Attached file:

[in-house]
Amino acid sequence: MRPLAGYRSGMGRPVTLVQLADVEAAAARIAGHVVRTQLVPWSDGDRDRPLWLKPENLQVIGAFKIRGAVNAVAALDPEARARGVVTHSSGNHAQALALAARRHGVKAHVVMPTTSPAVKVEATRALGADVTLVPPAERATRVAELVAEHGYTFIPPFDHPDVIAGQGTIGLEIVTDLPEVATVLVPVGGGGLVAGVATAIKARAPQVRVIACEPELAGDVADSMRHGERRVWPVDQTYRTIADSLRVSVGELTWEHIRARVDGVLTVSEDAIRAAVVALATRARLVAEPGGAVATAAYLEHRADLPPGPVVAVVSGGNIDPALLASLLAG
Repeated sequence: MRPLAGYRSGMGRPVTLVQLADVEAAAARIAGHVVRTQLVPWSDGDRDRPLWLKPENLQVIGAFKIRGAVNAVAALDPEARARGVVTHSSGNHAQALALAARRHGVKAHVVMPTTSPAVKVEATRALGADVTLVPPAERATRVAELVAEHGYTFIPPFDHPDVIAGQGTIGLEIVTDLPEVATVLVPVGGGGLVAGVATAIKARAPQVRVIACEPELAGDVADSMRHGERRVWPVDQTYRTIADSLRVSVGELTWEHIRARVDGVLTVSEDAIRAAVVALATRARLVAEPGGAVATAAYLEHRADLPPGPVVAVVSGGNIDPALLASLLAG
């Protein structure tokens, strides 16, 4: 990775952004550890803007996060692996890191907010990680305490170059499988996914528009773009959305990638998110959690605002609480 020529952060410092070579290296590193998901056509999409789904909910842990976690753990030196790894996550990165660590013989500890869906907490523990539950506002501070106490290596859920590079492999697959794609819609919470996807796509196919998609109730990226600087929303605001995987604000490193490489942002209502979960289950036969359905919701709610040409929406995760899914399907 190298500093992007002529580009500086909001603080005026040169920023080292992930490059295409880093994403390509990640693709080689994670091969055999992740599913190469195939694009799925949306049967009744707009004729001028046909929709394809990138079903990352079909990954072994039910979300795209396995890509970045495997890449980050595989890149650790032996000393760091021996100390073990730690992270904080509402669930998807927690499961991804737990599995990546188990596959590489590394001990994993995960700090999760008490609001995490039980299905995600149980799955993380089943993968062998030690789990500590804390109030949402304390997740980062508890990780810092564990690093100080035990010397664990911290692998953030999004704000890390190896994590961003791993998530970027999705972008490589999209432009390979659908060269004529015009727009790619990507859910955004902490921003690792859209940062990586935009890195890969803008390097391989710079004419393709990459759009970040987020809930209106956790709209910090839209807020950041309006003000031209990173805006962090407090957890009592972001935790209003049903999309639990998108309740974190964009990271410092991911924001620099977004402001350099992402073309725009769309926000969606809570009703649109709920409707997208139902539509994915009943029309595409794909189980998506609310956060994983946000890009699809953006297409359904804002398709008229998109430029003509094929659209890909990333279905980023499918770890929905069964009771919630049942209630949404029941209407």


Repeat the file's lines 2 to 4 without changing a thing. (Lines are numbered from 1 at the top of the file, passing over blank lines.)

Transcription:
Amino acid sequence: MRPLAGYRSGMGRPVTLVQLADVEAAAARIAGHVVRTQLVPWSDGDRDRPLWLKPENLQVIGAFKIRGAVNAVAALDPEARARGVVTHSSGNHAQALALAARRHGVKAHVVMPTTSPAVKVEATRALGADVTLVPPAERATRVAELVAEHGYTFIPPFDHPDVIAGQGTIGLEIVTDLPEVATVLVPVGGGGLVAGVATAIKARAPQVRVIACEPELAGDVADSMRHGERRVWPVDQTYRTIADSLRVSVGELTWEHIRARVDGVLTVSEDAIRAAVVALATRARLVAEPGGAVATAAYLEHRADLPPGPVVAVVSGGNIDPALLASLLAG
Repeated sequence: MRPLAGYRSGMGRPVTLVQLADVEAAAARIAGHVVRTQLVPWSDGDRDRPLWLKPENLQVIGAFKIRGAVNAVAALDPEARARGVVTHSSGNHAQALALAARRHGVKAHVVMPTTSPAVKVEATRALGADVTLVPPAERATRVAELVAEHGYTFIPPFDHPDVIAGQGTIGLEIVTDLPEVATVLVPVGGGGLVAGVATAIKARAPQVRVIACEPELAGDVADSMRHGERRVWPVDQTYRTIADSLRVSVGELTWEHIRARVDGVLTVSEDAIRAAVVALATRARLVAEPGGAVATAAYLEHRADLPPGPVVAVVSGGNIDPALLASLLAG
């Protein structure tokens, strides 16, 4: 990775952004550890803007996060692996890191907010990680305490170059499988996914528009773009959305990638998110959690605002609480 020529952060410092070579290296590193998901056509999409789904909910842990976690753990030196790894996550990165660590013989500890869906907490523990539950506002501070106490290596859920590079492999697959794609819609919470996807796509196919998609109730990226600087929303605001995987604000490193490489942002209502979960289950036969359905919701709610040409929406995760899914399907 190298500093992007002529580009500086909001603080005026040169920023080292992930490059295409880093994403390509990640693709080689994670091969055999992740599913190469195939694009799925949306049967009744707009004729001028046909929709394809990138079903990352079909990954072994039910979300795209396995890509970045495997890449980050595989890149650790032996000393760091021996100390073990730690992270904080509402669930998807927690499961991804737990599995990546188990596959590489590394001990994993995960700090999760008490609001995490039980299905995600149980799955993380089943993968062998030690789990500590804390109030949402304390997740980062508890990780810092564990690093100080035990010397664990911290692998953030999004704000890390190896994590961003791993998530970027999705972008490589999209432009390979659908060269004529015009727009790619990507859910955004902490921003690792859209940062990586935009890195890969803008390097391989710079004419393709990459759009970040987020809930209106956790709209910090839209807020950041309006003000031209990173805006962090407090957890009592972001935790209003049903999309639990998108309740974190964009990271410092991911924001620099977004402001350099992402073309725009769309926000969606809570009703649109709920409707997208139902539509994915009943029309595409794909189980998506609310956060994983946000890009699809953006297409359904804002398709008229998109430029003509094929659209890909990333279905980023499918770890929905069964009771919630049942209630949404029941209407």